Published: 6 July, 2012
• THE annual festival for the Tolpuddle Martyrs will be held in the village of Tolpuddle in Dorset on July 13-15.
In the 1830s the protest of a small group of Dorset agricultural workers was directed against gross exploitation by their employers. They held secret meetings at which they took an oath of loyalty.
Such meetings were not illegal since trade unions had been legalised.
But the Mutiny Act of 1797 forbade the taking of “unlawful oaths”, so the government used this as a pretext to arrest them. Six were sentenced to seven years deportation to Australia.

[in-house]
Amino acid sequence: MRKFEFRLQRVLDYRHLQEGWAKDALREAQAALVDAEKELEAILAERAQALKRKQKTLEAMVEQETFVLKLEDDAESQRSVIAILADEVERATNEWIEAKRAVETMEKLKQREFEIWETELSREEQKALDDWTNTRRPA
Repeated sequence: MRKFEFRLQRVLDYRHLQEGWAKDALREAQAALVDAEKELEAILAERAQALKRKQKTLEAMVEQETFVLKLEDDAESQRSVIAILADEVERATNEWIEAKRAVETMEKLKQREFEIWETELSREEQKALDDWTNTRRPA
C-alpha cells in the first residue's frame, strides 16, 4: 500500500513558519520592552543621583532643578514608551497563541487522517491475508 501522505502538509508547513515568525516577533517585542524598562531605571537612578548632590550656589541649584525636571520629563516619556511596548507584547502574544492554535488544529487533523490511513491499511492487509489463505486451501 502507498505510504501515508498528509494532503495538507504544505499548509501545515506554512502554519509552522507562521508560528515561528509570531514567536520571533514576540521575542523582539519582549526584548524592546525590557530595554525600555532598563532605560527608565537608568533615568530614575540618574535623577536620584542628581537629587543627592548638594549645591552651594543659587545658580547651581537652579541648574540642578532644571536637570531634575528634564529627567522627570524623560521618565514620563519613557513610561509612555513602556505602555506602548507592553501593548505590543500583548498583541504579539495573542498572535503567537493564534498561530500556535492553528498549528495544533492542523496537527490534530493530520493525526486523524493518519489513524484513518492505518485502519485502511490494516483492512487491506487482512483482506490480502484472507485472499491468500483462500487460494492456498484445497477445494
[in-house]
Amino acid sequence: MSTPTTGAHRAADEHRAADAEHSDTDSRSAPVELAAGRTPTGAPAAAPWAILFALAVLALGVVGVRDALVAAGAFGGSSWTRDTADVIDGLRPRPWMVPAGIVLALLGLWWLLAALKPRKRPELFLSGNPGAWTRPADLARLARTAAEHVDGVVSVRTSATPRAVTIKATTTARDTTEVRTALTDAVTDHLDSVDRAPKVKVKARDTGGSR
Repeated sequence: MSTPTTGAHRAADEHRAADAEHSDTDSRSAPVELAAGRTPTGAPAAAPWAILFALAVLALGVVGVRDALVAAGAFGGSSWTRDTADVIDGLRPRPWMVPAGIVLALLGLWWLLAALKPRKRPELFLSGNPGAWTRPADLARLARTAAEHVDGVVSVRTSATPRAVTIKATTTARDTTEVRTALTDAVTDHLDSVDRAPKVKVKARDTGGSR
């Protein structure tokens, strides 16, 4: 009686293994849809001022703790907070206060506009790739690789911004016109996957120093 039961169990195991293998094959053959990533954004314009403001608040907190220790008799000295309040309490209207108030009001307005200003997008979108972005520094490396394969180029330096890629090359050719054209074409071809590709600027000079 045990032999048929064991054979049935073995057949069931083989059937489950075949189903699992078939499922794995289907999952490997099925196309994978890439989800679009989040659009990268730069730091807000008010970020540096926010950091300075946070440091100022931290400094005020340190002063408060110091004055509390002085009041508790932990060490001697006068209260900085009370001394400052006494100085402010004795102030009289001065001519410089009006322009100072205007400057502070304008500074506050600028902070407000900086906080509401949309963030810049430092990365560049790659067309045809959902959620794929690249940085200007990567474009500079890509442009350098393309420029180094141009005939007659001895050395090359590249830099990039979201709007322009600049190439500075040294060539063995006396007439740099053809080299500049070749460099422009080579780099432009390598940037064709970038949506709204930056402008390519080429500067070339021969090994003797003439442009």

On their arrival in New South Wales and Tasmania the men had harsh experiences. Meanwhile, in Britain there was great agitation about their cause.
In April 1834 more than 30,000 people assembled in Copenhagen Fields, then a cattle market near King’s Cross. After further pressure the men won a free and full pardon.
As government austerity measures and greedy employers cause deterioration in the conditions of the poor today perhaps such protest can be seen as justified.
Highbury Hill, N5